Chronobiol Int 2013 May 2;30(4):470-7. Epub 2013 Jan 2.
Department of Mental Health and Substance Abuse Services, National Institute for Health and Welfare, Helsinki, Finland.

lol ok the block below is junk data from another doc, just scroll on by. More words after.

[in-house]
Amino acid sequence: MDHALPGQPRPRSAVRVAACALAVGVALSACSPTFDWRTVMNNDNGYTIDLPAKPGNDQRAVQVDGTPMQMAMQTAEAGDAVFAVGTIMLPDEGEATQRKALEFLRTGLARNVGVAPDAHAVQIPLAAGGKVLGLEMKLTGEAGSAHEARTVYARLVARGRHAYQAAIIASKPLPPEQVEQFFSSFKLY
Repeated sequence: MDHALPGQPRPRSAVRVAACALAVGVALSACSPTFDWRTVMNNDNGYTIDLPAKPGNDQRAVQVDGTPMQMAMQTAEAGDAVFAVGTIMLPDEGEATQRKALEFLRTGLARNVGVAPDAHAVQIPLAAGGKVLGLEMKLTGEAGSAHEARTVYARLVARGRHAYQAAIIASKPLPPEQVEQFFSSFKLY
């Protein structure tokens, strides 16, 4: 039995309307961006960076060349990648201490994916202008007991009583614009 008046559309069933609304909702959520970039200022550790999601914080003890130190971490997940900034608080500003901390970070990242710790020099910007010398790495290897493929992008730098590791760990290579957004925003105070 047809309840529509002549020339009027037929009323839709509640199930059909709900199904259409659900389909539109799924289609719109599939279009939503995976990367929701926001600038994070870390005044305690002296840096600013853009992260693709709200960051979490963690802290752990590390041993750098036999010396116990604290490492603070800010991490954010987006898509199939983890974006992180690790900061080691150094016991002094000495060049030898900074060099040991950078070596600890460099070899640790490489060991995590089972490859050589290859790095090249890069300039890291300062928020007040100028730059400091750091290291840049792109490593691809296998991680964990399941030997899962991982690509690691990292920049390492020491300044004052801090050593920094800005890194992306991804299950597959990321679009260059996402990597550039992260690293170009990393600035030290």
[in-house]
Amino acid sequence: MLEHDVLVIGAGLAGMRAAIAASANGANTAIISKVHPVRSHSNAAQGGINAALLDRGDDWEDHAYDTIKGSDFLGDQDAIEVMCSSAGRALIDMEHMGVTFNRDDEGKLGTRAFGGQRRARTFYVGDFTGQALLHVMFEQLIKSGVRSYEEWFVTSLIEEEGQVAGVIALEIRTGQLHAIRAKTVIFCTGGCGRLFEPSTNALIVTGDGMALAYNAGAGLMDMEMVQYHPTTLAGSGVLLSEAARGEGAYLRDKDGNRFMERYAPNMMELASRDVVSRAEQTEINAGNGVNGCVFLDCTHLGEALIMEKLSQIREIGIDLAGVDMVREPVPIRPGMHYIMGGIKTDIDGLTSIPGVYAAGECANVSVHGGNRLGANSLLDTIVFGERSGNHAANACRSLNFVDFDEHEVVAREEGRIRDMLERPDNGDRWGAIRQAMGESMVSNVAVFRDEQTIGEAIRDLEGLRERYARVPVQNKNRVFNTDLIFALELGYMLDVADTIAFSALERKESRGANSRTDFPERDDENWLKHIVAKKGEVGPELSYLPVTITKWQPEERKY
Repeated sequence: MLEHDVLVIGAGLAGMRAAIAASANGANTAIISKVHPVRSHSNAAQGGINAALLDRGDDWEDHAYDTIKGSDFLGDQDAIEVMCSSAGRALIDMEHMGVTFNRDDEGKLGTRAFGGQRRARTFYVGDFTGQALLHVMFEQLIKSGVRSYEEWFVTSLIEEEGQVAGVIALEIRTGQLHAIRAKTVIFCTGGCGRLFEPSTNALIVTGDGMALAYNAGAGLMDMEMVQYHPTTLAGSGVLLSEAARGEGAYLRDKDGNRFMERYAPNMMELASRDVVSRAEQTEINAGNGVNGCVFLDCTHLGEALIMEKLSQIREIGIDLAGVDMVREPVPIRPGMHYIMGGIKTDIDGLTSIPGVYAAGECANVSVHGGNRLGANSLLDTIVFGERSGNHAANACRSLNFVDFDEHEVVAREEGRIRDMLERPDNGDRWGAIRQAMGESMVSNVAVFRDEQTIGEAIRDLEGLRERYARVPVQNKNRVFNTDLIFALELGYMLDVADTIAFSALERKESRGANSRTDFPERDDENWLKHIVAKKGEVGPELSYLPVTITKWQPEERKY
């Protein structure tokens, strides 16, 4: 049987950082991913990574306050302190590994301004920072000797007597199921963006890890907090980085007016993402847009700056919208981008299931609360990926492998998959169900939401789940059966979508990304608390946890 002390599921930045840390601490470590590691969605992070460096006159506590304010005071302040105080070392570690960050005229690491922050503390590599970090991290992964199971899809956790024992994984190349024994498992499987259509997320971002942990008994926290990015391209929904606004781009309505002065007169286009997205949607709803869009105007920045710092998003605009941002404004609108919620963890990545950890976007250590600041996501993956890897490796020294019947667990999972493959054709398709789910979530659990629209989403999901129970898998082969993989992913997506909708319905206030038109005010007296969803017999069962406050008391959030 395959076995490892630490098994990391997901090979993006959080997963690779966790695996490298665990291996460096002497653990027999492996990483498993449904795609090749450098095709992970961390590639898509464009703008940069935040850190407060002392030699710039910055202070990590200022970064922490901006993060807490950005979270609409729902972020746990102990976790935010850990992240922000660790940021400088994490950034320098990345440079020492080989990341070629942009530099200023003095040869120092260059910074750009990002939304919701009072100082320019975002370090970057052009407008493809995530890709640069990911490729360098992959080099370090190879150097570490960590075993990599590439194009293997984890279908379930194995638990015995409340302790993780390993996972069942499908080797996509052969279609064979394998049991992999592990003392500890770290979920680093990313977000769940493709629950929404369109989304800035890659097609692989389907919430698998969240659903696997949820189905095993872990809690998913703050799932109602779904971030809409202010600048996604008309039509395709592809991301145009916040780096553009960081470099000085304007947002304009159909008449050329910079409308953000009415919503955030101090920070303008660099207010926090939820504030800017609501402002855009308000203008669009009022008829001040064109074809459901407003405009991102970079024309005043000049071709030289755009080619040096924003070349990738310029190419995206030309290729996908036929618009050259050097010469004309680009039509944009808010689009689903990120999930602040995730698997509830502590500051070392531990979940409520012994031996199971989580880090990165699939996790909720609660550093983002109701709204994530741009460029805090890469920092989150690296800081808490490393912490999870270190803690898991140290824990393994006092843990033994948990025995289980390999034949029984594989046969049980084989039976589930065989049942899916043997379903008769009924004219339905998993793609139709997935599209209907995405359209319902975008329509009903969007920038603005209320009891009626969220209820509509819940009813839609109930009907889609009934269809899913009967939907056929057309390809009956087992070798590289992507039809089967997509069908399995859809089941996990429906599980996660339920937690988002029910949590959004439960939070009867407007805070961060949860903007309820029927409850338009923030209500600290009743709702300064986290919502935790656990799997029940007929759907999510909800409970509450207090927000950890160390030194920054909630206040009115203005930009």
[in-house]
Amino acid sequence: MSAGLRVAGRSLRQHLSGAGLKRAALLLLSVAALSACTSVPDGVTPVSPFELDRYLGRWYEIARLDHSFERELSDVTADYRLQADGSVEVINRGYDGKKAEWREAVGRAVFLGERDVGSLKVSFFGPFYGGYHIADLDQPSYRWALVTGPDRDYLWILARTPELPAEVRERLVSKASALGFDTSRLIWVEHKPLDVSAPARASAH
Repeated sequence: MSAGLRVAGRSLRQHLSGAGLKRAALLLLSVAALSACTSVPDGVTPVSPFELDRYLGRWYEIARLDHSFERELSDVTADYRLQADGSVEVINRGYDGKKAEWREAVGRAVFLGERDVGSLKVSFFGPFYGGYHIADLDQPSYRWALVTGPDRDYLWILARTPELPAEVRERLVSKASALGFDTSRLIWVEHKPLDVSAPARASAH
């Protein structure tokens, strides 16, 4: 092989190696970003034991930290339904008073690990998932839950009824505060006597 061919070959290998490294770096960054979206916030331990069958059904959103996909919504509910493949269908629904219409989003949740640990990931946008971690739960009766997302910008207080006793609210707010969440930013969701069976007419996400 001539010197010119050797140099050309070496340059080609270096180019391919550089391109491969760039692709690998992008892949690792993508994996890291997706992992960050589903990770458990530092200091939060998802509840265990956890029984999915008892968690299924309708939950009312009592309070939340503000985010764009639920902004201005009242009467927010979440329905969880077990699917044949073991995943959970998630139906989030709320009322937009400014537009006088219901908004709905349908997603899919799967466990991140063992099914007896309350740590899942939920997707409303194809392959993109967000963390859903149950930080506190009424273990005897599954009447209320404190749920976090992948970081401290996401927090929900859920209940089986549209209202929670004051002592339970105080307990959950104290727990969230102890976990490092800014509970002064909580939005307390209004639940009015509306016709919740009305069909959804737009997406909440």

In this study, the authors analyzed whether chronotypes, sleep duration, and sleep sufficiency are associated with cardiovascular diseases and type 2 diabetes by using the National FINRISK Study 2007 data (N = 6258), being a representative sample of the population aged 25 to 74 living in five areas of Finland. Health status assessments and laboratory measurements from the participants (N = 4589) of the DILGOM substudy were used for the detailed analysis of chronotype. Evening types had a 2.5-fold odds ratio for type 2 diabetes (p < .01) as compared with morning types, the association being independent of sleep duration and sleep sufficiency. Evening types had a 1.3-fold odds ratio for arterial hypertension (p < .05 after controlling for sleep duration or sleep sufficiency), a faster resting heart rate and a lower systolic blood pressure (both p < .01), and lower levels of serum total cholesterol and low-density lipoprotein cholesterol (both p < .0001) than morning types. There were significant 1.2- to 1.4-fold odds ratios for arterial hypertension among those with long or short sleep durations or reduced sleep sufficiency. To conclude, the behavioral trait towards eveningness is suggested to predispose individuals to type 2 diabetes in particular, whereas compromised sleep is robustly associated with arterial hypertension.